Hostess Brands may file for Chapter 11 -- again
Twinkie maker is in the fight for its life.
As the Journal noted, times are tough for the privately held Irving, Tex. baker, which had been held up as a model of corporate restructuring since emerging from its first bankruptcy in 2009. Not only does the maker of Wonder Bread carry $860 million in debt, it owes "more than $50 million to vendors, which have been demanding payments on shortened time frames because of Hostess's financial condition," the paper said.
Above all, Hostess wasn't able to change with the times. Its whole grain bread, "Nature's Pride," was a flop and its other products are being hurt by the growing awareness of the obesity epidemic sweeping the country, especially among children. That trend is particularly evident with respect to its signature product -- Twinkies.
Twinkie inventor James Dewar swore by the cream-filled cake he invented in 1930 and ate at least two packets of them a week, before passing away in 1985 at the age of 88. "Some people say Twinkies are the quintessential junk food, but I believe in the things," the Los Angeles Times quoted him as saying. These days, many consumers don't share Dewar's heart-felt dedication to what were once dubbed "the cream puff of the proletariat." Twinkies have an "F" grade from the nutrition website Calorie Count because they pack a whopping 150 calories. That means that these snacks have evolved from a daily treat in kids' lunches to an occasional food. Little wonder that Twinkie sales are flat.
The news for Hostess may go from bad to worse. According to the Journal, the company will file a "Chapter 22" bankruptcy, since it already got protection from creditors once before. "One of Hostess's challenges will be to avoid liquidation, the fate of some other companies seeking bankruptcy protection a second time," it says.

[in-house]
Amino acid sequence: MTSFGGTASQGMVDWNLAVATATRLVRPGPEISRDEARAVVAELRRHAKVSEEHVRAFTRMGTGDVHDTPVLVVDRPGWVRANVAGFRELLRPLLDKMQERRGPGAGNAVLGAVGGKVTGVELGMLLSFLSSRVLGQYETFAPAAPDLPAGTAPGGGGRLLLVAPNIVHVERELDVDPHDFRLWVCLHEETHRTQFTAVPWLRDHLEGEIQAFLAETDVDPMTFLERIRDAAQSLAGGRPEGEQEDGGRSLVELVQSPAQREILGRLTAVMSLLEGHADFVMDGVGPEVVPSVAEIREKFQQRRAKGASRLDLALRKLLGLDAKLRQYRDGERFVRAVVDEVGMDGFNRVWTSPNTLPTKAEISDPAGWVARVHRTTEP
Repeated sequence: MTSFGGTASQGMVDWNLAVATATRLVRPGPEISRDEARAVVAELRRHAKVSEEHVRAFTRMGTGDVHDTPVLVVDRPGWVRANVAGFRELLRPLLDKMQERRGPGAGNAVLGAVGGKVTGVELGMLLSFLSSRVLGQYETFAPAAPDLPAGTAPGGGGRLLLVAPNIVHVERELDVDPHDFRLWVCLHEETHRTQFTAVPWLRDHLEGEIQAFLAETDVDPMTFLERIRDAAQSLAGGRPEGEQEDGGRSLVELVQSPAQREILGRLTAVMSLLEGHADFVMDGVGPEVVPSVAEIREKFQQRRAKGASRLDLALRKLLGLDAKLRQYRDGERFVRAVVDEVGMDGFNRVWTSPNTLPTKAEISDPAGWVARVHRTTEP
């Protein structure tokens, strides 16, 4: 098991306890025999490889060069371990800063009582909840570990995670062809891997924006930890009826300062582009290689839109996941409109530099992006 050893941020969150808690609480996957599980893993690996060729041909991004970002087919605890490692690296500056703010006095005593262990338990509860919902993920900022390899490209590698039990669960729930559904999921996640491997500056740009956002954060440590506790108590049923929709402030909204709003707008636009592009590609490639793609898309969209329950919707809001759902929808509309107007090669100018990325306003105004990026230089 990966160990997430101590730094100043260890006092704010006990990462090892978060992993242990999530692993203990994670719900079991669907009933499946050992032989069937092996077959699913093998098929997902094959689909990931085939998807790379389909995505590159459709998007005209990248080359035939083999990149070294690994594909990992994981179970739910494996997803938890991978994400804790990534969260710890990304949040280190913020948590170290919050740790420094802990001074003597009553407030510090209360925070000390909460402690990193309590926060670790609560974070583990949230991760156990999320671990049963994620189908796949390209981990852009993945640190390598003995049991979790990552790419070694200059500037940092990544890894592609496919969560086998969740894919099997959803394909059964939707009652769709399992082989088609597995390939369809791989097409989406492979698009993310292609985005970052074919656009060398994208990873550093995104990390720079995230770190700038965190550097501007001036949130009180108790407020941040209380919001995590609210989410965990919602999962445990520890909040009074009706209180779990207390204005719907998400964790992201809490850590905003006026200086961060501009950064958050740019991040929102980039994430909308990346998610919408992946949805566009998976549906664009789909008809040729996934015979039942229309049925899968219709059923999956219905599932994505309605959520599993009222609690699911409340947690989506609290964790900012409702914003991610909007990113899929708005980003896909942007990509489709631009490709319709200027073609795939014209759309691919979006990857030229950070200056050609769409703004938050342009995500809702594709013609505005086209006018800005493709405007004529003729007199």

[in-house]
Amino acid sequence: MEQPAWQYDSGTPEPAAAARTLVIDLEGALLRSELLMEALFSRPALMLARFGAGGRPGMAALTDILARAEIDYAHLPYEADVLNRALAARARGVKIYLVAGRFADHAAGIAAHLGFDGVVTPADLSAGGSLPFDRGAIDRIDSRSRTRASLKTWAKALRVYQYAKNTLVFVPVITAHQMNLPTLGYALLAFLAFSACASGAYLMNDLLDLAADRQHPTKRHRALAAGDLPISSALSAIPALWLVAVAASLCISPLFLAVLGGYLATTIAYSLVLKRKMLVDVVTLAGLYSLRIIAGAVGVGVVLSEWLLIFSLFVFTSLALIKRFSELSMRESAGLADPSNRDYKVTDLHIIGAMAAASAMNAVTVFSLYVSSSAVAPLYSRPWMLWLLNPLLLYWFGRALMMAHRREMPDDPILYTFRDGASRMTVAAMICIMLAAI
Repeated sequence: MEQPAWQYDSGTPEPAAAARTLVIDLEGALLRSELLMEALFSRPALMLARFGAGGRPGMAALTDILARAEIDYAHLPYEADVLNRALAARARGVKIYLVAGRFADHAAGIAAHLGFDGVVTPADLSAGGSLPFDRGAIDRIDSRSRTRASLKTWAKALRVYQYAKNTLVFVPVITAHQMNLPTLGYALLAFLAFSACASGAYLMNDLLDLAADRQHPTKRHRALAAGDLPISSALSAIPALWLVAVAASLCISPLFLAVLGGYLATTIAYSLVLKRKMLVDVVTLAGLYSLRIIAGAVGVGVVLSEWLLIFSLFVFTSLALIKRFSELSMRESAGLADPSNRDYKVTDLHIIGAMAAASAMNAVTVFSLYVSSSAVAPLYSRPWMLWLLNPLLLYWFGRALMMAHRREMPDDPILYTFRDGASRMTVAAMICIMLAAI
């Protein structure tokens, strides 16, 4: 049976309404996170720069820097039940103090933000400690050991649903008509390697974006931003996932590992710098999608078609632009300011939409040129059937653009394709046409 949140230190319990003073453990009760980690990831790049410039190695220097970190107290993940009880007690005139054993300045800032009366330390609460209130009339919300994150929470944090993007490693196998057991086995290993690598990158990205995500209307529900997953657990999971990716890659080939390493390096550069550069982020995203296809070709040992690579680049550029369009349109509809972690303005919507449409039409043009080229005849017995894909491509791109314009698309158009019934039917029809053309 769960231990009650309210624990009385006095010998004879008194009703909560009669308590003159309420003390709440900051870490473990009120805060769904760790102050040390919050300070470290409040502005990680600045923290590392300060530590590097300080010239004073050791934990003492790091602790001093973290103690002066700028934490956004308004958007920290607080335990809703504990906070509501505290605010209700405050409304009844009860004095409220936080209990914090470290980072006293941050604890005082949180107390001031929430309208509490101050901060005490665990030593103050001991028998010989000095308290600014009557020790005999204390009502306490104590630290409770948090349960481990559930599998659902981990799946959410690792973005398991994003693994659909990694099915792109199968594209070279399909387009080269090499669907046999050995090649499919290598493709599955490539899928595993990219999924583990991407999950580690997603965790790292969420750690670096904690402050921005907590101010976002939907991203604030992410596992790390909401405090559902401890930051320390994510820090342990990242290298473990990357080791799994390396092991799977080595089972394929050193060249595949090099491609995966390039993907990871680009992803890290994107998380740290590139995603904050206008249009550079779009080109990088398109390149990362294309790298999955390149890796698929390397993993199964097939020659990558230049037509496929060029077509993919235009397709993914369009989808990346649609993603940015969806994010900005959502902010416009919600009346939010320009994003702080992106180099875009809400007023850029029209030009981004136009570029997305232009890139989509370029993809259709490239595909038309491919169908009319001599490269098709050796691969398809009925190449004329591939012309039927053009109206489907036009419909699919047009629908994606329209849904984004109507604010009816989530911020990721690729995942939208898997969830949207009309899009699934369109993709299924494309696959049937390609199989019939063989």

Jonathan Berr is trying real hard not to go off his diet after writing this story.
I have read a few comments here that mention Twinkies don't taste the way they used to . . . I agree with that; I also agree that this is one part of the company's many problems (the war on obesity being their biggest), but the ingredients are not the same with so many of the products I grew-up with. The twinkie is the best example. I would cheat on my diet more if Hostess made the same ingredient snacks they did in the sixties, seventies and eighties. You know the Staples, but somewhere in and along the nineties they switched ingredients (high fructose?) for many of their products and they just taste - blah! I don't know if the company can reverse their misfortunes at this point, but when you have a winning formula don't screw with it.
Case in Point - Take Kraft's Macaroni & Cheese (Not a Hostess Product, I know). Does this taste the same as it did in the eighties? I don't think so. Kentucky Fried "Original" Recipe Chicken is another offender of recipe meddling. It may not be the cure-all for many food manufacturers in financial turmoil like Hostess, but it could sure boost some sales figures by providing a comfort food memory that was such a part of so many of our lives.